There was no doubting their father's musical perceptiveness, though. "Once Andrew and I as teenagers were listening to the Beach Boys, who were new and innovative at the time, and we heard an amazing chord in 'When I Grow Up to Be a Man'. We were at the piano trying to work out what it was, but we just couldn't get it. We went to our father as last resort, as he wasn't a big pop fan, and found him mixing cocktails. He used to make unbelievably potent cocktails – sometimes people would ask for water, he'd pour it over the ice he'd used to mix the drinks, and they'd go reeling out. Anyway, he went to the piano, played the chord immediately, and told us exactly what it was."

Andrew's music soon took a direction of its own. "I think our father was amazingly impressed by Andrew," says Julian, "especially as Jesus Christ Superstar was on a big scale and Andrew was very young when he wrote it." Preparing Cats in 1981, Julian recalls: "Andrew felt there was something missing and he came up with 'Memory' literally a few days before opening night. He came round to play it to us all. Our father said simply: 'It sounds like a million dollars.'"

Yet in other respects father and son could be musically related. "His music certainly made an impact on Andrew," says Julian. "I can hear it most clearly in Love Never Dies – the lush romanticism of it." Andrew wrote his Requiem (1985) in memory of his father.

Sure enough, William's romanticism might be the key to his compositional impulse. The violinist Tasmin Little has recorded his Benedictus, a wedding gift from William to Jean: "It is so heartfelt that it's hard to imagine a greater musical love-gift, except for Wagner's Siegfried Idyll," she says.

And in an unexpected postscript, he returned to composing in 1979 to produce an utterly gorgeous choral work, the Missa Sanctae Mariae Magdalenae. "The stimulus was that he met a girl named Justine Bax," says Julian. "And I think he fell in love."

Julian heads a concert of his father's works at St Martin-in-the-Fields on the centenary itself, and festivals are planning treats, including Barnes this spring. Yet still he dreams of hearing a fine performance of Aurora. "Sometimes I'd see him at 2am, listening in tears to its one then-existing recording," he says. "I kept out of the way."

A Celebration of William Lloyd Webber, St Martin-in-the-Fields, London WC1 (020 7766 1100) 11 March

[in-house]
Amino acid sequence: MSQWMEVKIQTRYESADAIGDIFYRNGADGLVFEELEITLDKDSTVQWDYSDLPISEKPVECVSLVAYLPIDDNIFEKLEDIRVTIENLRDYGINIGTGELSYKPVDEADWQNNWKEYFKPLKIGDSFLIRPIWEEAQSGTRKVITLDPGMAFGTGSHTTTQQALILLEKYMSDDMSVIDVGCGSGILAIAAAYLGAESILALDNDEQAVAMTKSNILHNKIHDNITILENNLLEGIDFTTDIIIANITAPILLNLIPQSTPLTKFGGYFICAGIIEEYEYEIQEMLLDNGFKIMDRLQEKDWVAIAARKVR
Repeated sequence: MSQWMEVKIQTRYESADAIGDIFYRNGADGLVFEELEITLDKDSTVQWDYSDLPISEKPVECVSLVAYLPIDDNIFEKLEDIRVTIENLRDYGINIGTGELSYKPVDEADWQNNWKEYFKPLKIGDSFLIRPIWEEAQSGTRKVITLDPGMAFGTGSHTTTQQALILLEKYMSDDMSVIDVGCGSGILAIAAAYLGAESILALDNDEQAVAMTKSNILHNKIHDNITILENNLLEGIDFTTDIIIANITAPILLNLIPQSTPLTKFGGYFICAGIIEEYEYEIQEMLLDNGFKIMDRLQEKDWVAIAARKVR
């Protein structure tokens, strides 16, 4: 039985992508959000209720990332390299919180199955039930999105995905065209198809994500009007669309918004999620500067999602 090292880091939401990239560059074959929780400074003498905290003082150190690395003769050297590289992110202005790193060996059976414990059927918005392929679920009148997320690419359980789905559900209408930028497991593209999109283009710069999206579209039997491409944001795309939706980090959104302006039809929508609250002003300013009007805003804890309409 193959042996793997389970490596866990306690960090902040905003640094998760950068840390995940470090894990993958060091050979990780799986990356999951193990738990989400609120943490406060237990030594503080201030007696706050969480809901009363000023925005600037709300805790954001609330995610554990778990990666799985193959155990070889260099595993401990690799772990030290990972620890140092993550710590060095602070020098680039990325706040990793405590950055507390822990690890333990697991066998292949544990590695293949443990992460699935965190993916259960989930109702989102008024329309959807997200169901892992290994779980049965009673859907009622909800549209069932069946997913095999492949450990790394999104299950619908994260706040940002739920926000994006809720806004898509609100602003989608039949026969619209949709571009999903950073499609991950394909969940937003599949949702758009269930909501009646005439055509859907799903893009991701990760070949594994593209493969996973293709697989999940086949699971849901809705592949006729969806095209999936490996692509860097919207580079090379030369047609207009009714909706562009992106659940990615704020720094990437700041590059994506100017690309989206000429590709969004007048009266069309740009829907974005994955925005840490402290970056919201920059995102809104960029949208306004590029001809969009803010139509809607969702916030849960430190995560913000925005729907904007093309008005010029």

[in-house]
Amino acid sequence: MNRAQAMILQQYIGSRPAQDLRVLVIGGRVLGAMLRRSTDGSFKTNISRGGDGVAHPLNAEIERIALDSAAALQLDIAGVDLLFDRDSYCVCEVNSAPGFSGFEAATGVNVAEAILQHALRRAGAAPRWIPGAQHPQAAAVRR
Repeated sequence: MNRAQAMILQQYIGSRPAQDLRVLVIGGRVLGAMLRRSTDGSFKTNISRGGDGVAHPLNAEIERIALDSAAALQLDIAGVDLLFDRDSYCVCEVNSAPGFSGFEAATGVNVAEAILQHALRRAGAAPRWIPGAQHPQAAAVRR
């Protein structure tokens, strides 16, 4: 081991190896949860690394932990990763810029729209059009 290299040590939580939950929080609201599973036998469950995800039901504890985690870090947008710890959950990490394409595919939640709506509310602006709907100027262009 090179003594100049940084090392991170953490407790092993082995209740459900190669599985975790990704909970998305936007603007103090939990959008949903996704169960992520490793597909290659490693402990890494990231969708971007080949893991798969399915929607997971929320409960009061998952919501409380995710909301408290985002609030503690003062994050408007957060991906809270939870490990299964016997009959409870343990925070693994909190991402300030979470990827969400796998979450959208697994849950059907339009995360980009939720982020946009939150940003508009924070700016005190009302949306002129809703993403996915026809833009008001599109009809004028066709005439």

Arts and Entertainment
Innocent victim: Oli, a 13-year-old from Cornwall, featured in ‘Kids in Crisis?’
TV review
News
Northern exposure: social housing in Edinburgh, where Hassiba now works in a takeaway
books An Algerian scientist adjusts to life working in a kebab shop
Have you tried new the Independent Digital Edition apps?
Arts and Entertainment

ebooksNow available in paperback
Arts and Entertainment

ebooks
Arts and Entertainment
Terminator Genisys: Arnie remains doggedly true to his word as the man who said 'I'll be back', returning once more to protect Sarah Connor in a new instalment

 

film review
Arts and Entertainment
Relocation, relocation: Zawe Ashton travels the pathway to Northampton
Arts and Entertainment
BBC Three was launched a little over five years ago with the slogan: “Three, is a magic number, yes it is.”

BBC Trust agrees to axe channel from TV in favour of digital move

TV
Arts and Entertainment
British actor Idris Elba is also a DJ and rapper who played Ibiza last summer

film
Arts and Entertainment

books
Arts and Entertainment
Armie Hammer in the new film of ‘The Lone Ranger’

TV
Arts and Entertainment

festivals
Arts and Entertainment

Final Top Gear review

TV
Arts and Entertainment

music
Arts and Entertainment
Pete Doherty and Carl Barat perform at Glastonbury 2015

music
Arts and Entertainment
Lionel Richie performs live on the Pyramid stage during the third day of Glastonbury Festival

music
Arts and Entertainment
Buying a stairway to Hubbard: the Scientology centre in Los Angeles
film review Chilling inside views on a secretive church
Arts and Entertainment
Jason Williamson, left, and Andrew Fearn of Sleaford Mods